Parabolas, paraboloids and hyper-paraboloids
You all remember that gravity field coefficients are obtained by minimizing the sum of the least squares of the measurement residuals. If you look closely at what a least square minimization is, you will find that the concept amounts to finding the minimum of a parabola. In the calculations, you have to multiply a transposed vector by a symmetric definite positive matrix by the non-transposed vector. Something like tXNX. In one dimension, it is a parabola. In two dimensions, it is a paraboloid. In n dimensions, it is a hyper-paraboloid. These are all variants of the same animal. On the vertical axis is the sum of the squares of the residuals. In the horizontal plane is the parameter vector, the one you are trying to determine and adjust (in the case of spherical harmonics up to degree 90, this horizontal plane has 8291 dimensions). So let’s look in detail at the paraboloid. Diagonalizing the matrix consists of finding its natural axes. Along each axis, your formula is a simple parabola, such as ax2+bx+c. The leading coefficient (the “a”) gives you the steepness of the curve. In other words, is the parabola flat or steep? The eigenvectors are the natural axes, and the eigenvalues are the leading coefficients along each axis.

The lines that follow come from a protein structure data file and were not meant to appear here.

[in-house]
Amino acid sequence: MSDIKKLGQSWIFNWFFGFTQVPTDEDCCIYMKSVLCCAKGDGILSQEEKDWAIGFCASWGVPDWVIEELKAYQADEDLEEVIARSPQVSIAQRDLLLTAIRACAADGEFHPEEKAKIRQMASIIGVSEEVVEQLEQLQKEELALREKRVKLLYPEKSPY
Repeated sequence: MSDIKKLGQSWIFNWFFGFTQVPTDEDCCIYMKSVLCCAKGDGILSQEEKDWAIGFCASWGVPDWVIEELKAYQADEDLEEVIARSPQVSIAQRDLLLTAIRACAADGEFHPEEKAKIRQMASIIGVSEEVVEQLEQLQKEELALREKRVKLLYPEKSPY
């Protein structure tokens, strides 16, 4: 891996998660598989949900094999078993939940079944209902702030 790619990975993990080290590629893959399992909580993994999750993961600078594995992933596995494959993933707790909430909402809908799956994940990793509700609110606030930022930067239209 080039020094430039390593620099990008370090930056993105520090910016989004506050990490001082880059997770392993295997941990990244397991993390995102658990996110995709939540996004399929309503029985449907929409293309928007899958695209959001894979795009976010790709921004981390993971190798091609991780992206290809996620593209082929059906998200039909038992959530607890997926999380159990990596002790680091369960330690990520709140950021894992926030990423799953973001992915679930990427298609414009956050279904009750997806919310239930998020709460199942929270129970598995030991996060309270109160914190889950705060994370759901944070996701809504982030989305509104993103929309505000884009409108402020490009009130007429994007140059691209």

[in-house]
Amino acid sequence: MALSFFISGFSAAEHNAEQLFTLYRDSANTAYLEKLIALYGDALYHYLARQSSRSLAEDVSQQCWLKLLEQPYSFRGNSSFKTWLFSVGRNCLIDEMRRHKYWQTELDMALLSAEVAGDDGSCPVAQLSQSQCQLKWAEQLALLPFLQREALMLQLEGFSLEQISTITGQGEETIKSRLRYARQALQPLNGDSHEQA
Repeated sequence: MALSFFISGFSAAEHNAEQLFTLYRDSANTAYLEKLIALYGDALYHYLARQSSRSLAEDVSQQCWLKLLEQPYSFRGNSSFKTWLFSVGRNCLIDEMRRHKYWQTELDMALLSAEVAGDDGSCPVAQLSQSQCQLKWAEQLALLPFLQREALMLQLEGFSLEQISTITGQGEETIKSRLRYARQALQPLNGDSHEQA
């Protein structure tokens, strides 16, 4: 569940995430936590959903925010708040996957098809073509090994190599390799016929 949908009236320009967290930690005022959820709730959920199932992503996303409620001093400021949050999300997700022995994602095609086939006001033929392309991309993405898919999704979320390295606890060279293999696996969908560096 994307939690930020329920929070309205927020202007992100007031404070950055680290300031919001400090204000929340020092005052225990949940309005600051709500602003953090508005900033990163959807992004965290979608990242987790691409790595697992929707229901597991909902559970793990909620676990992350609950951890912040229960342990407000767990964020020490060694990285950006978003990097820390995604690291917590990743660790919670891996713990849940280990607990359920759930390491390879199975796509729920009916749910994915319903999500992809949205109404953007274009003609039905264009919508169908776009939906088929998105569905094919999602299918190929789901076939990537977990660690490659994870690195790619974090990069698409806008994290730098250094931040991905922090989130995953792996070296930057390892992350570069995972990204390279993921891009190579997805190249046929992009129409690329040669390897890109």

Minimizing the least squares is making a move along your paraboloid. If you like freestyle snowboard, you know exactly what we are talking about. Just jump and slide. Start where you are, and slide to the lowest point of the curve. Just as in the pictures below. Mathematically, the move within the plane is the correction on the initial parameter (the gravity field coefficients). The move in the vertical direction is the improvement in residuals.
How low can you go?
The lower the better. Or so they say. But is this really relevant? Let’s consider two problems.